John Hague is credited with being the man who helped Bill Gross build PIMCO into the manager of the word’s largest mutual fund.
Now he’s recruiting PIMCO alumni for his new firm, which will “pursue more aggressive strategies as the bond rally fizzles,” according to Bloomberg.
He also basically said — we’re trying to figure out how to crush Gross.
Hague told Bloomberg:
People are trying to figure out the best configuration to work with each other to compete with Pimco and Wamco. We can run some money in the same style we did at Newport centre with the ability to be more aggressive.
Hague was Pimco for 18 years. When he joined in ’87, it had $4 billion AUM (now it has $1.3 trillion) and four portfolio managers.
During his time there he:
- Started the firm’s international fixed-income business
- Started the Global Relative Value hedge fund
- Managed 125 separate accounts with about $30 billion in assets
Also, as one “one of Pimco’s primary rainmakers, spent 500 hours a year flying to meet with potential and existing clients.”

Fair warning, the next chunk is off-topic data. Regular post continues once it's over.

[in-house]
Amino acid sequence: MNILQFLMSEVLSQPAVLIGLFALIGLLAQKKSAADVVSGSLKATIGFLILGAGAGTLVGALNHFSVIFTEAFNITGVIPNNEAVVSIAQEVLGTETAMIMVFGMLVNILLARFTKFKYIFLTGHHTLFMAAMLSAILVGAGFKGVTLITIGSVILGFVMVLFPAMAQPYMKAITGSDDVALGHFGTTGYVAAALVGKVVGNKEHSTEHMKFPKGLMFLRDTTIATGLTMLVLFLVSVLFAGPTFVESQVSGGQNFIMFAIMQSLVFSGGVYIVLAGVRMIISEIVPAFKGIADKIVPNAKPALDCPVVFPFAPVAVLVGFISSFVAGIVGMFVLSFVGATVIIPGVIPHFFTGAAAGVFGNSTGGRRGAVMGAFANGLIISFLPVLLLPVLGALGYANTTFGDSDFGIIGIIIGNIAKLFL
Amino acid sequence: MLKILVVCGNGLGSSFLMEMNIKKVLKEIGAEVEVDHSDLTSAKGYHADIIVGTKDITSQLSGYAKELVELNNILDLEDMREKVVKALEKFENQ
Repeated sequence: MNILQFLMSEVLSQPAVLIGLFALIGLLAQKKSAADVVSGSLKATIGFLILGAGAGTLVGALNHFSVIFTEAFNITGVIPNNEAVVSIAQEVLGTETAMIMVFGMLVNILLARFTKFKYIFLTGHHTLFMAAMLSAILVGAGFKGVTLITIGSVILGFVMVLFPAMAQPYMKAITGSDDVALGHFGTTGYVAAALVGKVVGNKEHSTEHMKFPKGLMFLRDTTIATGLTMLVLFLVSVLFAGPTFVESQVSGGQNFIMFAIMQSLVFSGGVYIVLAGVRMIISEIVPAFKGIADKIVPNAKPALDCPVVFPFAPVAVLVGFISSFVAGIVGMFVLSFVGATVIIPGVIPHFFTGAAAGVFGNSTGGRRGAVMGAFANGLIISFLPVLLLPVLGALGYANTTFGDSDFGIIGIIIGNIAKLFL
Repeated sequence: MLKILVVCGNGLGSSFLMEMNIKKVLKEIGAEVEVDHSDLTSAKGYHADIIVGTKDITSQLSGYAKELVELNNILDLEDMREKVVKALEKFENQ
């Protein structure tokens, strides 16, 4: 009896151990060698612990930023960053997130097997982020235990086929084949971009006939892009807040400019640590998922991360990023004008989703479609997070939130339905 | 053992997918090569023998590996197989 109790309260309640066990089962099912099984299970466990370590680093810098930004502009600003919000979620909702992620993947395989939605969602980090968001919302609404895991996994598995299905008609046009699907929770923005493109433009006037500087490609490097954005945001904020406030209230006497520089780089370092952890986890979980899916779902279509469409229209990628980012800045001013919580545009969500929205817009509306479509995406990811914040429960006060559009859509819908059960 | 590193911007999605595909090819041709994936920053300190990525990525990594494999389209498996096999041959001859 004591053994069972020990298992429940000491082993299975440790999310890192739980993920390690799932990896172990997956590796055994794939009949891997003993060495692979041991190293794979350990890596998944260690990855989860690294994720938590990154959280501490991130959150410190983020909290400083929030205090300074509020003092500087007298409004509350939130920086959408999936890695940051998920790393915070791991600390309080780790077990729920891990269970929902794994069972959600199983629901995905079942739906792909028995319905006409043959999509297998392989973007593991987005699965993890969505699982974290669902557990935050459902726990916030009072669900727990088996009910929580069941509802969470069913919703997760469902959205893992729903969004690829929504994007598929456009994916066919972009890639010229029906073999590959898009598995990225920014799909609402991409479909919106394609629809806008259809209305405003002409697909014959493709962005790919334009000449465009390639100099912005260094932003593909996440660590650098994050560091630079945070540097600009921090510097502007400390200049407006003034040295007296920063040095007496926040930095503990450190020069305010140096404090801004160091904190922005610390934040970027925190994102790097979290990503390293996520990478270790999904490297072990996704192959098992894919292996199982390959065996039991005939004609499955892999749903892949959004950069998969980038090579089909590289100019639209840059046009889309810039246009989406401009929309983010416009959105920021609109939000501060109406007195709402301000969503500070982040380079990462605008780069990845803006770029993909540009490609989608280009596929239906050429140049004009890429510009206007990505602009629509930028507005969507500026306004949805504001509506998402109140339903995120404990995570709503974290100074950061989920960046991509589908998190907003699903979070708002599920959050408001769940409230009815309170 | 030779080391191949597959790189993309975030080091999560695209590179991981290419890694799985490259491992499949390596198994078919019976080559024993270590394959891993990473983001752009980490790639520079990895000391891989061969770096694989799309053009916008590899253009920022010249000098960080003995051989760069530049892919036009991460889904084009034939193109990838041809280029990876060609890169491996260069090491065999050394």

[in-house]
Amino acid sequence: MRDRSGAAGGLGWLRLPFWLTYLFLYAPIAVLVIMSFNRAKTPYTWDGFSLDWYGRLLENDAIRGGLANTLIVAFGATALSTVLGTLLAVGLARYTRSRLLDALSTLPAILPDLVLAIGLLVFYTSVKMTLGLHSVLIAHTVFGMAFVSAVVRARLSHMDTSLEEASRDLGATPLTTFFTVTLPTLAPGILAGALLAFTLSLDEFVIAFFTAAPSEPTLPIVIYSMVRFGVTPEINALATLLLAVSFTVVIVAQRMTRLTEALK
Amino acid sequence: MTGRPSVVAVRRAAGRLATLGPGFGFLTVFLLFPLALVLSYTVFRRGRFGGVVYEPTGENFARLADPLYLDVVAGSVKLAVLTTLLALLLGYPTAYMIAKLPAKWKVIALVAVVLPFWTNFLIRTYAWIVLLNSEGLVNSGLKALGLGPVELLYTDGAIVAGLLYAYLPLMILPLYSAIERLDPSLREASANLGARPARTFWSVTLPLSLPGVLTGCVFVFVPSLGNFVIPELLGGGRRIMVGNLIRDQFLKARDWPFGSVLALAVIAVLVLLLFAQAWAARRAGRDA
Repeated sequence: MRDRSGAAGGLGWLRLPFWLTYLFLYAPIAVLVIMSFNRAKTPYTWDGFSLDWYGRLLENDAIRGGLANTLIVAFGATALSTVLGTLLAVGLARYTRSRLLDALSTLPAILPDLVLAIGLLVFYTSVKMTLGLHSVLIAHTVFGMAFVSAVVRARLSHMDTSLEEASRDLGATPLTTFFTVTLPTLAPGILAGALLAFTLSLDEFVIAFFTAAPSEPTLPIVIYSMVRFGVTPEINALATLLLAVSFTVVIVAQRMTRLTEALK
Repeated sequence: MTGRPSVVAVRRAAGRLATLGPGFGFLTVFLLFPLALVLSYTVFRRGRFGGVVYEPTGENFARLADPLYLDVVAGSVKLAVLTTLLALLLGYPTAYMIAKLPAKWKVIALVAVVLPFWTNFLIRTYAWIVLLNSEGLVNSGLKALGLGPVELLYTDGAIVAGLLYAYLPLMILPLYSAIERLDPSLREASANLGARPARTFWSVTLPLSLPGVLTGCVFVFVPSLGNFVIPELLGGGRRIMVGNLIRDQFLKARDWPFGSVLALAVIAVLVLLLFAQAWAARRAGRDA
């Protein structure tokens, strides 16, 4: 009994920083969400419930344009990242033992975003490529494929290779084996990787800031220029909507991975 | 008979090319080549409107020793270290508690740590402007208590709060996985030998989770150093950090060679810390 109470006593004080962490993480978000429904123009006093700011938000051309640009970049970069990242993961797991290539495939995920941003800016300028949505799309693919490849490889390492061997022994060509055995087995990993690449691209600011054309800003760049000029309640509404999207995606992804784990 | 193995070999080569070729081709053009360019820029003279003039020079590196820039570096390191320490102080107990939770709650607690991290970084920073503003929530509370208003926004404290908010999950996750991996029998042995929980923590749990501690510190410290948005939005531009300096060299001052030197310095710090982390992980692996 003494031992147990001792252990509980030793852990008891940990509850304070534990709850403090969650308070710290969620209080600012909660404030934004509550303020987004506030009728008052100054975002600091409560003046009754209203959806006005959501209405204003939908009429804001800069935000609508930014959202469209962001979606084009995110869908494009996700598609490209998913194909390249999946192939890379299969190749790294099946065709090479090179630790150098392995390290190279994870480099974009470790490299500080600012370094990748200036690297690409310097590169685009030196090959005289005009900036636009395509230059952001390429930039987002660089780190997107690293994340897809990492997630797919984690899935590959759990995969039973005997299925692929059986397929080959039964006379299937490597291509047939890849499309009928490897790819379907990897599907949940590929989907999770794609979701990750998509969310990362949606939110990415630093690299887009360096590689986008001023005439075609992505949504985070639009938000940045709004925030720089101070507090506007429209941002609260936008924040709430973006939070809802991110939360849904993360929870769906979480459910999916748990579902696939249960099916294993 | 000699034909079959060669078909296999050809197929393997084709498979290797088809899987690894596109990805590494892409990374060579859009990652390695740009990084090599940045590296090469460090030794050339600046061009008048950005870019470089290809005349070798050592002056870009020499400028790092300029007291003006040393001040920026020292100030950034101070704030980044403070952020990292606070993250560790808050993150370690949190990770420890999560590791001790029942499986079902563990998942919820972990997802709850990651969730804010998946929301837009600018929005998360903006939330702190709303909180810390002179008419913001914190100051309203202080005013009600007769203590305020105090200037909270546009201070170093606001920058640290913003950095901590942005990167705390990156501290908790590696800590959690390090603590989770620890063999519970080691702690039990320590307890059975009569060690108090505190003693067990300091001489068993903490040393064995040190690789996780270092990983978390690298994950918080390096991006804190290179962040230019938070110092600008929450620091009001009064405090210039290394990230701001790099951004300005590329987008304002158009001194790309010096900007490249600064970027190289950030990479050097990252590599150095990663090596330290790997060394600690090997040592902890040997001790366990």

Hague left in 2005 and is reportedly in talks with at least five ex-Pimconians, including John Brynjolfsson, William Powers, Lee Thomas and Paul McCulley, about creating his new, more highly-leveraged mini-Pimco.
Hague said of the new project,
The interesting areas of the market are credit, currencies and emerging markets. When it comes to Treasuries, I’m not interested.
He obviously has a fan in Powers, an Pimco PM, who told Bloomberg:
To be thinking about total return in a bond portfolio with rates at 3.5 per cent is yesterday’s news. Unless you are China and need to invest $2 trillion, you are likely to find much better outlets for your money than Treasuries and other high-quality bonds.
One option is for those colleagues to join Massif Partners, Hague’s new fixed income firm with former FrontPoint co-founder, Philip Duff.
But some of the people Hague wants, like Brynjolfsson, run their own funds, so they have to come with an idea that would allow those other committments to be maintained.